It is the Yuletide season again — and when most articles begin this way as well.
I did not know this until I had to write this article but “Yule” was an ancient Germanic festival, during which a sacrifice was offered and blood smeared on idols. Toasts were drunk to Odin, a revered God in Norse mythology of eclectic and exotic domain specialisation ranging from wisdom, healing, death, royalty, the gallows, knowledge, battle sorcery, poetry, frenzy to the runic alphabet. During Yule, a log would burn and everyone feasted as long as the log burned – a stunning average of 12 days. Village-wide closure, I am told.
Fast forward a couple thousand years and little has changed. People are still eating and drinking in December although the office closures are reduced to a day and the blood-smearing has ceased, to the best of my knowledge. It is always a pity to witness the erosion of our best traditions.
During this period, lifestyle magazines, clickbait links and newspapers are filled with columns on how to survive the festive eating, the bothersome distant relatives, the difficult gift choices, the best Christmas foods, and, every other year or so, a special bashing of the Christmas light-up along Orchard Road.
In keeping with tradition, I have scoured the list of possible topics and selected the ever-predictable and overdone topic for this season — the choice Yuletide libation: alcohol.
And, in particular, gin (only because it rhymes with Odin; and I was invited to a private tasting session a few weeks back).
Gin, The Drink of Odin
Although you likely have had gin before, my guess is that you might not quite know what it is, save that it goes nicely with tonic water and is stronger than beer. Hopefully, then, this article will expand your knowledge on this topic some. Or if you are a “ginnoisseur”, then this would be the golden opportunity to scrutinise the article and go “Aha! I knew I know more than this guy.” Well, first, I am a lady and thankfully there isn’t a comments section here.
Fret not, though, I have reviewed the academic literature on the topic, including content on wikepedia.org and foodrepublic.com. I have also taken the liberty to draw on my real-life experience; there is much helpful material there.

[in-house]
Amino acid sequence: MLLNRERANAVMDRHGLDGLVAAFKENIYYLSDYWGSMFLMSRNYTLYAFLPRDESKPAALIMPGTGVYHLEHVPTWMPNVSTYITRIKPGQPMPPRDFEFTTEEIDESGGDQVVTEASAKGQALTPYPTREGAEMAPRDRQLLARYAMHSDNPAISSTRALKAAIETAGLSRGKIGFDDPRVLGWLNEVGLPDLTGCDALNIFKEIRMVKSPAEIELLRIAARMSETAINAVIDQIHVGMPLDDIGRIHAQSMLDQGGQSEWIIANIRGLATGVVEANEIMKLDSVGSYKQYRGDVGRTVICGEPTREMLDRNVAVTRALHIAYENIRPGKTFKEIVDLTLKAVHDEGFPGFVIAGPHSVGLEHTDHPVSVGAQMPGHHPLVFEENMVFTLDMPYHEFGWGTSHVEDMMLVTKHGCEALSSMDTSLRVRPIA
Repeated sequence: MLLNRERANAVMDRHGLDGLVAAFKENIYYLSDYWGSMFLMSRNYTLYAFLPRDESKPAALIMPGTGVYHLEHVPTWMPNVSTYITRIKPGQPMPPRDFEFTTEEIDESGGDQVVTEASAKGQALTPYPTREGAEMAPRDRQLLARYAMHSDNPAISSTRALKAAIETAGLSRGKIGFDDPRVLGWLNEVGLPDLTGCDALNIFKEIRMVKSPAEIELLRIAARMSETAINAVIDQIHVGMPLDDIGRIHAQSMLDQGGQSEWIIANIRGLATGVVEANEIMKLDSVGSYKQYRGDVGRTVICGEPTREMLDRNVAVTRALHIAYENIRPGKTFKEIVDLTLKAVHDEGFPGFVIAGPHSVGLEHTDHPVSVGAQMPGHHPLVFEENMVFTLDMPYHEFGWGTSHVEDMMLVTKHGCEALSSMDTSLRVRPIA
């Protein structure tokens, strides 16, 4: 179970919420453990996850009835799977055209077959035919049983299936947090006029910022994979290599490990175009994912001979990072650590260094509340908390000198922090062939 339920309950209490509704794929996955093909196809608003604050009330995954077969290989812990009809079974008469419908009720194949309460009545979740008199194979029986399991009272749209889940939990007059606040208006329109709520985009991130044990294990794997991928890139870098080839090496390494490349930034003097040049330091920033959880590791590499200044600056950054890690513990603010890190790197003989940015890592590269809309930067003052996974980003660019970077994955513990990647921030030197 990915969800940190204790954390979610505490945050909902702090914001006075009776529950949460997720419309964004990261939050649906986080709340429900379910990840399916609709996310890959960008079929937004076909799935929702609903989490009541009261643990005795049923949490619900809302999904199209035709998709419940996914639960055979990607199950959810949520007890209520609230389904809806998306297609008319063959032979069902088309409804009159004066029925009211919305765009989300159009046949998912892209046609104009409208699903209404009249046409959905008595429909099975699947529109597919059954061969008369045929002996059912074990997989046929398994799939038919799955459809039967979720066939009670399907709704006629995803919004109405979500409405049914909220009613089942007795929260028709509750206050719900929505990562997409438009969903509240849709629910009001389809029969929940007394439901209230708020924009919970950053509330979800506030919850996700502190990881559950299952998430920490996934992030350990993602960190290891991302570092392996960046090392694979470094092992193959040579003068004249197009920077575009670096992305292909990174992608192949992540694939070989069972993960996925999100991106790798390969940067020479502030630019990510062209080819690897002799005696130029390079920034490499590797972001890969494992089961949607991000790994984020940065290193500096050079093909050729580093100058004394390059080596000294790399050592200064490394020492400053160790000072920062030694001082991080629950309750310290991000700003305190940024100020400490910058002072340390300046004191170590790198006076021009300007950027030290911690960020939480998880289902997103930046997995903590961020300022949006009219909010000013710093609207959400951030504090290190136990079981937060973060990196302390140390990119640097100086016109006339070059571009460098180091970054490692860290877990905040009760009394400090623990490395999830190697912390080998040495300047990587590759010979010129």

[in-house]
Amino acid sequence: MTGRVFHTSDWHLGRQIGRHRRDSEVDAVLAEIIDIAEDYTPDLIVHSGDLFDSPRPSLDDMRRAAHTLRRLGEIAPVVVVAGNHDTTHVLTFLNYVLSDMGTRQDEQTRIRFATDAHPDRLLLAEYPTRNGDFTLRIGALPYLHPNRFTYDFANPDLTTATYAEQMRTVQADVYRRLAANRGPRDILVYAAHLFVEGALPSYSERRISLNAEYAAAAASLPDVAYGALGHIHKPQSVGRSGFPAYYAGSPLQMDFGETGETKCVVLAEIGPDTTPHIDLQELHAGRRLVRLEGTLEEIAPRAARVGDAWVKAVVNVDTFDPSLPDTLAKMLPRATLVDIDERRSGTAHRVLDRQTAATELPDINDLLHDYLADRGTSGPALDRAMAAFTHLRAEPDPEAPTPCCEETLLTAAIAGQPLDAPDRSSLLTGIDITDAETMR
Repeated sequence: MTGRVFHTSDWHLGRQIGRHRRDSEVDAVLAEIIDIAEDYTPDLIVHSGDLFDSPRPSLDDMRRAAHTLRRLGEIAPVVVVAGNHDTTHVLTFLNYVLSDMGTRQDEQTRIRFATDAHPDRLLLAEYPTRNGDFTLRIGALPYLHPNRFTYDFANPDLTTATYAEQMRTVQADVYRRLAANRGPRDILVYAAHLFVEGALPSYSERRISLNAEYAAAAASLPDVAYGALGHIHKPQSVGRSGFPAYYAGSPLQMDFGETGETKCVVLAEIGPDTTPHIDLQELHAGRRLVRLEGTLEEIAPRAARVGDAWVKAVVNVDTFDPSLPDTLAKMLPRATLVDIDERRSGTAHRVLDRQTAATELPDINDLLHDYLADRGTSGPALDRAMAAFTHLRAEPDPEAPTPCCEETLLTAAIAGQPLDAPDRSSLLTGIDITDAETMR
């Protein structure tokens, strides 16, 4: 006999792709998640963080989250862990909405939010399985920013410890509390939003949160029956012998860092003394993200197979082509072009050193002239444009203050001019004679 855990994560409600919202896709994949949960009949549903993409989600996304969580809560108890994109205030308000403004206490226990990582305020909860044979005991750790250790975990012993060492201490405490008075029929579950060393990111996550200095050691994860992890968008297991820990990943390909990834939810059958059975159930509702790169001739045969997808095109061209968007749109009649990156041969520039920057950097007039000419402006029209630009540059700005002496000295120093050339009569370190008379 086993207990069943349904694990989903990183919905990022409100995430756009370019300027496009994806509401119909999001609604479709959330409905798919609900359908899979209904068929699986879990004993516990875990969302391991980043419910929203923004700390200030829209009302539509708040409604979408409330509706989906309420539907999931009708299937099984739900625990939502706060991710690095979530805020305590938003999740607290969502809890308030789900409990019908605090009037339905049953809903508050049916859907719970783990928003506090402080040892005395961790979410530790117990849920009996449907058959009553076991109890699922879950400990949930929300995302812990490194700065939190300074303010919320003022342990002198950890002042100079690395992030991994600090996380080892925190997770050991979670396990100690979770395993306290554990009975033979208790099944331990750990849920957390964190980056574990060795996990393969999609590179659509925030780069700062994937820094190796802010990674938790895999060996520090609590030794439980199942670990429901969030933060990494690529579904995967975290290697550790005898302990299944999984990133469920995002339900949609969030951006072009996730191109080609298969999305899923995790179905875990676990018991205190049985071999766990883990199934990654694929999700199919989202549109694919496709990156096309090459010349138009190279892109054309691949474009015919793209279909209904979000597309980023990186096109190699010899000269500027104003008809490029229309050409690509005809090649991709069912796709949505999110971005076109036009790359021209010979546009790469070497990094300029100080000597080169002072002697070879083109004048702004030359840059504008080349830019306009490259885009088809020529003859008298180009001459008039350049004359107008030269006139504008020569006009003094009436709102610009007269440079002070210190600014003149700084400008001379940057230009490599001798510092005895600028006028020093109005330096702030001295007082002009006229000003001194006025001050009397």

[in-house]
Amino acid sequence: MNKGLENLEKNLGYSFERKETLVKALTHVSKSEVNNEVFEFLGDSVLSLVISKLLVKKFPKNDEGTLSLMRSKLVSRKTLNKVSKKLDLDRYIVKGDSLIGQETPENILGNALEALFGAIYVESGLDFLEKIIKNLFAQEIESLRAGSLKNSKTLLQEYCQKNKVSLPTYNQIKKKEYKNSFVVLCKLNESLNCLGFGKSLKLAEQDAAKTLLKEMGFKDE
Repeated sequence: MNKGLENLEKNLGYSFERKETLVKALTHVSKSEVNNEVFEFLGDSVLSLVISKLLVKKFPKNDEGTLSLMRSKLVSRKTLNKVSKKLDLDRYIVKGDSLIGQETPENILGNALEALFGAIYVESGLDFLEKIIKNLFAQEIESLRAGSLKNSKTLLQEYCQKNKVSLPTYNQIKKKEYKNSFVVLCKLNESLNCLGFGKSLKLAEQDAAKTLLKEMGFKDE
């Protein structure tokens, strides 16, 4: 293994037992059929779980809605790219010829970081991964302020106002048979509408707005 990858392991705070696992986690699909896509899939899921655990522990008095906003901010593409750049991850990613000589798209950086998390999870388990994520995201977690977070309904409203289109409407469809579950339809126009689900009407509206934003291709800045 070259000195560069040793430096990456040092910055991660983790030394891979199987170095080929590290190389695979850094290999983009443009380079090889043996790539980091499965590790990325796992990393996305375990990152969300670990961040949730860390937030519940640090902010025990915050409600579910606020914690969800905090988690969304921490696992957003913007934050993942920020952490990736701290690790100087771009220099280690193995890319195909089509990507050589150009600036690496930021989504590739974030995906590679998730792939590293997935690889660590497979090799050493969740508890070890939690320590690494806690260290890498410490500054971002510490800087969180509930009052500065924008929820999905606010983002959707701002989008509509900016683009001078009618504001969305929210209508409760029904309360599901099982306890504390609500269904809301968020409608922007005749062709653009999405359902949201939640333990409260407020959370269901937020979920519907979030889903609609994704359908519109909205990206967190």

Gin is a neutral spirit usually made from grain (barley or corn) and is very similar to vodka.
The defining characteristic of gin, however, is that its main flavour is from juniper berries. This is, of course, exceptionally unhelpful since I believe most people have not tried a juniper berry before. But if you have tasted gin, then you can imagine that is what a juniper berry tastes like. Incidentally, gin was originally herbal medicine, which kind of explains a lot.
Much like the origins of the universe and chendol, the genesis of gin is hotly debated. Some accounts point to Italy, others to the Netherlands, and not unexpectedly, the British have also laid claim to the same. In my view, it is not worth getting our knickers in a knot over this — I mean, who does not know that chendol came from Singapore?
Interestingly, it is claimed that the English discovered gin whilst fighting the Thirty Years’ War in the 17th century in Holland when they saw the Dutch soldiers drinking jenever (gin) as a morale booster before heading to battle. Hence, the term “Dutch courage” was born. Yes, this term has noble origins notwithstanding present day usage often being limited to encouraging your inebriated single-friend to test cheesy pick-up lines at the bar.
Apart from juniper berries, many other botanicals are often used to fill out the flavour of gin, such as coriander seeds, angelica root, orris root, cassia, cinnamon and orange peel. Note, to sound knowledgeable on gin, use the word botanicals.
The United Kingdom is quite renowned for its gin, and you would have probably heard of “London Dry Gin”. Why is it called such? Well, London Dry Gins contain only natural ingredients, and cannot have colourings or flavours added. London Dry Gins are therefore, a showcase of the botanicals. On the other hand, “Distilled Gin” allows for flavouring to be added after distillation. I am unable to discern any real reason for calling it “dry” since that would be the last adjective to describe a liquid, but I am guessing dry was the old organic.
As lawyers, you might be interested to know that gin is apparently one of the least regulated alcoholic beverages around. The basic requirement is simply that it carries the dominant flavour of juniper berries. This has given rise to a whole market of “compound gins” which have juniper flavouring added post-distillation, which essentially makes the drink a glorified vodka, if you think about it.
So those are some useful (hopefully accurate) facts about gin that could help tide you over some awkward conversations this season. When in doubt, just remember: botanicals.
I had the privilege of attending a gin-tasting session organised by Edinburgh Gin.